Antonio is a man whose face is in retirement. Skin that once contorted in pain, that grew dark as real chocolate and thickened under the relentless Mexican sun, now spends summers beneath the brim of fedora. He has lines etched so deep into his face you could climb them, but he keeps his cheeks smooth with a straightrazor he’s had since he was thirteen. He doesn’t shave for the ladies, and he never really did. Antonio’s whole body is a callus, but with the stubble gone, he can feel just a little bit more of the breeze that blows through the train station where he spends his days.
Antonio wears old clothes with no holes in them. His eldest son, the professor, bought him a new wardrobe ten years ago because he used to wear nothing but his old farmhand clothes. They hung in tatters around him, and he didn’t much care, because in the company of the men he spends his days with, tattered clothes are a kind of badge of honor. But he was embarrassing his son at social functions, and so he got new clothes. Flannel shirts and jeans, just like he’s used to, but without the telltale signs of real wear.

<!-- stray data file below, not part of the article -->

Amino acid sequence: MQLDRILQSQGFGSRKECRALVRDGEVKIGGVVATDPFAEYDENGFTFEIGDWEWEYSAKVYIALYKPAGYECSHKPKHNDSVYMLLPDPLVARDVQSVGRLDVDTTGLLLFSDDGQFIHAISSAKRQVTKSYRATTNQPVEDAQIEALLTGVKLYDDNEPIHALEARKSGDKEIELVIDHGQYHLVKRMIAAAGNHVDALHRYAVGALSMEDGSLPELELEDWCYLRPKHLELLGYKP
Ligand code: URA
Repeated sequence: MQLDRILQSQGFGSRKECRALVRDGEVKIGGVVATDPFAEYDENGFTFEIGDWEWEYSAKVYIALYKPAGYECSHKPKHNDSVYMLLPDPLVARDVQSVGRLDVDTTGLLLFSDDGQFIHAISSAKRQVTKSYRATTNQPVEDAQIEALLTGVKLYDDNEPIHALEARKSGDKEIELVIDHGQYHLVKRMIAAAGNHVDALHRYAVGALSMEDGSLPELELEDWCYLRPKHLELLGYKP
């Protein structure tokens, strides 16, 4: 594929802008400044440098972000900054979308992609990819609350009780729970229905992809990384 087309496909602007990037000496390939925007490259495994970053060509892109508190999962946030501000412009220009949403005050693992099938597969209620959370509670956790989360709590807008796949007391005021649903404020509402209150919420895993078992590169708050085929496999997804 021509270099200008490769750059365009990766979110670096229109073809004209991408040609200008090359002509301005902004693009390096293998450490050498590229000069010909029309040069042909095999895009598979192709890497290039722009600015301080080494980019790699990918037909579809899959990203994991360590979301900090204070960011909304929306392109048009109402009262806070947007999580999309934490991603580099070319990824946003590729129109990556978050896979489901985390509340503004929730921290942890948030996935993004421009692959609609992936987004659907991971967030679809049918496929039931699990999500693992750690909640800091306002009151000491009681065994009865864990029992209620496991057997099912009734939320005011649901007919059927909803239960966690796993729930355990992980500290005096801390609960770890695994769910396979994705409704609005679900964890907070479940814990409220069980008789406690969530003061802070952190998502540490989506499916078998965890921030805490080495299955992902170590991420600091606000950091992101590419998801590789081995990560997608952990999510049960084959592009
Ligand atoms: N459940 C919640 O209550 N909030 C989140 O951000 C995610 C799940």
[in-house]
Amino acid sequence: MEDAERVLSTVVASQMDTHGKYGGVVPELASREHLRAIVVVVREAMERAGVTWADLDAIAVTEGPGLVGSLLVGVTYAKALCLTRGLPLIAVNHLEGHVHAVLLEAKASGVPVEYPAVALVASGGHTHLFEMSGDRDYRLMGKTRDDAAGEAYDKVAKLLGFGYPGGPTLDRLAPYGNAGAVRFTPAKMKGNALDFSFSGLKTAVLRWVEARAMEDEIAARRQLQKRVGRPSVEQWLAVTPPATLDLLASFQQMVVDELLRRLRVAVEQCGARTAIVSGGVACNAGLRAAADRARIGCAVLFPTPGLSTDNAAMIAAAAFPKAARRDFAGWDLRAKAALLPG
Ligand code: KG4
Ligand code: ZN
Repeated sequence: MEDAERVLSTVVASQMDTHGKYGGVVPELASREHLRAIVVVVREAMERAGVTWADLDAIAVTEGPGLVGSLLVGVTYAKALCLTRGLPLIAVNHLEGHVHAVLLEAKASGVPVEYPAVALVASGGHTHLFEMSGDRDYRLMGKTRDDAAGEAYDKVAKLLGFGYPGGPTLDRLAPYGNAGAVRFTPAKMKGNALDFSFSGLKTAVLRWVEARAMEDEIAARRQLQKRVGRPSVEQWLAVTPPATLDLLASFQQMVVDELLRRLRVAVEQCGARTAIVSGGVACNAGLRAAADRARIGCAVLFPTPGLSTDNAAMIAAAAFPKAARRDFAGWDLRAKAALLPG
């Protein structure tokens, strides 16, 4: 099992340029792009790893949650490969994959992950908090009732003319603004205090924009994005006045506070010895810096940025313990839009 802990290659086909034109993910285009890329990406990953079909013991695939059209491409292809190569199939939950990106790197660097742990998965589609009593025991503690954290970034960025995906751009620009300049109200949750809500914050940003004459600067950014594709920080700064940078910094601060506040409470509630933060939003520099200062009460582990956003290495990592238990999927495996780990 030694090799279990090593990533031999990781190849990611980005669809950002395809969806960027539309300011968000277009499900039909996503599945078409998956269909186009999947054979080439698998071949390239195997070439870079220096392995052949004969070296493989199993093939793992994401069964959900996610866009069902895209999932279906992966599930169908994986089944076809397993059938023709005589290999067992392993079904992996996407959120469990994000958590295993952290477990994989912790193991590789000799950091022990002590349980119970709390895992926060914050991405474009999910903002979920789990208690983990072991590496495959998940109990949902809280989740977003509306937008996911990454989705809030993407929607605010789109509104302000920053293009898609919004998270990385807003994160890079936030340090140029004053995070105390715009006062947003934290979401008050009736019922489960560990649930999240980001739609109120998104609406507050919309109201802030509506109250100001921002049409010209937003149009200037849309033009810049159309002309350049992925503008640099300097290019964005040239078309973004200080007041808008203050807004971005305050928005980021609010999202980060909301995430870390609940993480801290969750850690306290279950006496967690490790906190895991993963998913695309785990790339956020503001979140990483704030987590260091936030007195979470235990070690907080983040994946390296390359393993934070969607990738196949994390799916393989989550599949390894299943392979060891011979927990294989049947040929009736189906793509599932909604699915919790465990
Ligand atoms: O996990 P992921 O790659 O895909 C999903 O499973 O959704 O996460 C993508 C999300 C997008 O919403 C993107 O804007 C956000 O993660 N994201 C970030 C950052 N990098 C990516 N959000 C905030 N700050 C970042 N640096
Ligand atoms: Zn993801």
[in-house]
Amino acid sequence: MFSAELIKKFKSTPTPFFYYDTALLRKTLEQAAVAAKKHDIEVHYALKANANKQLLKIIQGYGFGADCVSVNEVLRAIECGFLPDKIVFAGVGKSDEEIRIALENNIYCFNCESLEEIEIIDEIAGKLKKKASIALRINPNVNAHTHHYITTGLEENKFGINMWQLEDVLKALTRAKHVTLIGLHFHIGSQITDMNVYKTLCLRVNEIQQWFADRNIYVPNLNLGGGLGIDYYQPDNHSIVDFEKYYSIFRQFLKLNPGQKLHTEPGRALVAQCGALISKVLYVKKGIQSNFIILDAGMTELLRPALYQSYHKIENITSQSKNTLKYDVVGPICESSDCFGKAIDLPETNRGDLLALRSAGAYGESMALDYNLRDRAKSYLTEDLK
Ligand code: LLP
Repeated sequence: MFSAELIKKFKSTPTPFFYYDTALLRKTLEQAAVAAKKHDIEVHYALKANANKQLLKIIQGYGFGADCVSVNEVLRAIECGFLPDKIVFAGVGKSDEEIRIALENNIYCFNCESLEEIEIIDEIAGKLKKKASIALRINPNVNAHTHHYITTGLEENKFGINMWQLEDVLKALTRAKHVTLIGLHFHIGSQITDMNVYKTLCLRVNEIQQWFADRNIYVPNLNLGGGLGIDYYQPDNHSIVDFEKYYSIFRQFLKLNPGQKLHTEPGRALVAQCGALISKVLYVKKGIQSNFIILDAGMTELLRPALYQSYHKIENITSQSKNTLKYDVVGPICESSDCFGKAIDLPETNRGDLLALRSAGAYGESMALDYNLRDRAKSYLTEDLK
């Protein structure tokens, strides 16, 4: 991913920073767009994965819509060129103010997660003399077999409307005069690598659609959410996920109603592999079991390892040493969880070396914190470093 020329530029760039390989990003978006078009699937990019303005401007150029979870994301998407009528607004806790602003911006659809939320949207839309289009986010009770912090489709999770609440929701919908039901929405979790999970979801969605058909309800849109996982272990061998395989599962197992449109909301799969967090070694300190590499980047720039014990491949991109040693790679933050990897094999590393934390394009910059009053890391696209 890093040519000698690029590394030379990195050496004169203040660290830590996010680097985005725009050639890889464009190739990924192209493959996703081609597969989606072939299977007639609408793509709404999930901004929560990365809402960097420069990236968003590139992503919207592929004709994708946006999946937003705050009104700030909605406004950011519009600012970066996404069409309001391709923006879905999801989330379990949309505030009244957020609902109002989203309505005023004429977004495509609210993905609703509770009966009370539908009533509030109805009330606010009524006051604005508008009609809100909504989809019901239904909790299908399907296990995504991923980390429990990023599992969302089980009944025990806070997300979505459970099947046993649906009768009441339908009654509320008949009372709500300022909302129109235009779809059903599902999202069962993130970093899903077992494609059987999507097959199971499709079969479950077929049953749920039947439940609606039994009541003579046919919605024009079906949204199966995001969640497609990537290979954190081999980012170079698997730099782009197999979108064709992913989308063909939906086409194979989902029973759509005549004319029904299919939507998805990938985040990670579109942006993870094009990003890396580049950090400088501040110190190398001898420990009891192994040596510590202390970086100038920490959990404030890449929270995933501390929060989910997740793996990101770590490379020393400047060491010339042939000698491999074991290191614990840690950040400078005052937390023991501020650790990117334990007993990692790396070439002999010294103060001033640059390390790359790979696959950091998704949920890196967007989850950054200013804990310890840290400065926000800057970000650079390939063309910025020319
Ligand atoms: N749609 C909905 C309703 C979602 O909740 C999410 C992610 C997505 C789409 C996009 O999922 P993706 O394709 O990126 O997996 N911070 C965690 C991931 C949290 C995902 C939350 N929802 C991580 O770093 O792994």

The other old men at the train station still laugh at him about the new clothes sometimes, but they laugh at everything. That’s why they all get together, is to laugh. Three old men, two with white mustaches and Antonio with his cleanshaven face, their backs broken by a lifetime of labor and their faces lined with laughter. Every day they meet in the train station at 3:15 PM, when the tourists get off the train from Mexicali to stretch their legs. The sightseers and the punks and the hippies file off the train to get tamales and paletas and souvenirs, and as soon as they’re all off, right on cue, the train starts to move. All the gringos on the platform turn in unison. Some try to chase down the train, some start to cry. The train pulls ahead just enough to back onto another track leading to the next platform over. And the old men laugh and laugh.
They take bets on who’s going to melt down. They speculate on whether anyone is going to get run over this time. But mostly, they just laugh. And eventually the gringos see them laughing, and some of them laugh too. It’s at those moments, with everyone laughing, that Antonio runs a rough hand over his face and knows that every line is exactly where he wants it to be.